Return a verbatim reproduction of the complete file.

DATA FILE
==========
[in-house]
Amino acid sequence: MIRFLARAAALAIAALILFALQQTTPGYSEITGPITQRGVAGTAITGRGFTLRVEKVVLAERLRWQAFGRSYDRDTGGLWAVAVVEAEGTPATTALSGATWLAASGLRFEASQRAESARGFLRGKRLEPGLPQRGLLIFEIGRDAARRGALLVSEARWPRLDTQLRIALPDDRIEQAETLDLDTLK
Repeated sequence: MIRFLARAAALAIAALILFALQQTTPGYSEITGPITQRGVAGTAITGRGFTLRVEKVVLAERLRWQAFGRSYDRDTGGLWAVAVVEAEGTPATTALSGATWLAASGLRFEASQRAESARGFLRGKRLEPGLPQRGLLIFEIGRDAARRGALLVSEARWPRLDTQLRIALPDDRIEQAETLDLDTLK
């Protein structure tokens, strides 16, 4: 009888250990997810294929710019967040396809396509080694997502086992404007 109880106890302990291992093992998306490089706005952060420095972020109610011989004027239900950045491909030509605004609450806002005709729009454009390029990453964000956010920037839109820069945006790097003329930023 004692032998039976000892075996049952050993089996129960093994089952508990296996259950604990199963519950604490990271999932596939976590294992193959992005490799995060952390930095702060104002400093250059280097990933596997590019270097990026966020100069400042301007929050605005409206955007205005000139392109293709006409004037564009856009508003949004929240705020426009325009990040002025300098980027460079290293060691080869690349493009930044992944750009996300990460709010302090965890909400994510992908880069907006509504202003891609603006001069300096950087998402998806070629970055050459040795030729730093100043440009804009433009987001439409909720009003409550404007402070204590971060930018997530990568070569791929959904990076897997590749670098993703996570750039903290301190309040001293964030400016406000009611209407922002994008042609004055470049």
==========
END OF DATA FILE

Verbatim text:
[in-house]
Amino acid sequence: MIRFLARAAALAIAALILFALQQTTPGYSEITGPITQRGVAGTAITGRGFTLRVEKVVLAERLRWQAFGRSYDRDTGGLWAVAVVEAEGTPATTALSGATWLAASGLRFEASQRAESARGFLRGKRLEPGLPQRGLLIFEIGRDAARRGALLVSEARWPRLDTQLRIALPDDRIEQAETLDLDTLK
Repeated sequence: MIRFLARAAALAIAALILFALQQTTPGYSEITGPITQRGVAGTAITGRGFTLRVEKVVLAERLRWQAFGRSYDRDTGGLWAVAVVEAEGTPATTALSGATWLAASGLRFEASQRAESARGFLRGKRLEPGLPQRGLLIFEIGRDAARRGALLVSEARWPRLDTQLRIALPDDRIEQAETLDLDTLK
């Protein structure tokens, strides 16, 4: 009888250990997810294929710019967040396809396509080694997502086992404007 109880106890302990291992093992998306490089706005952060420095972020109610011989004027239900950045491909030509605004609450806002005709729009454009390029990453964000956010920037839109820069945006790097003329930023 004692032998039976000892075996049952050993089996129960093994089952508990296996259950604990199963519950604490990271999932596939976590294992193959992005490799995060952390930095702060104002400093250059280097990933596997590019270097990026966020100069400042301007929050605005409206955007205005000139392109293709006409004037564009856009508003949004929240705020426009325009990040002025300098980027460079290293060691080869690349493009930044992944750009996300990460709010302090965890909400994510992908880069907006509504202003891609603006001069300096950087998402998806070629970055050459040795030729730093100043440009804009433009987001439409909720009003409550404007402070204590971060930018997530990568070569791929959904990076897997590749670098993703996570750039903290301190309040001293964030400016406000009611209407922002994008042609004055470049």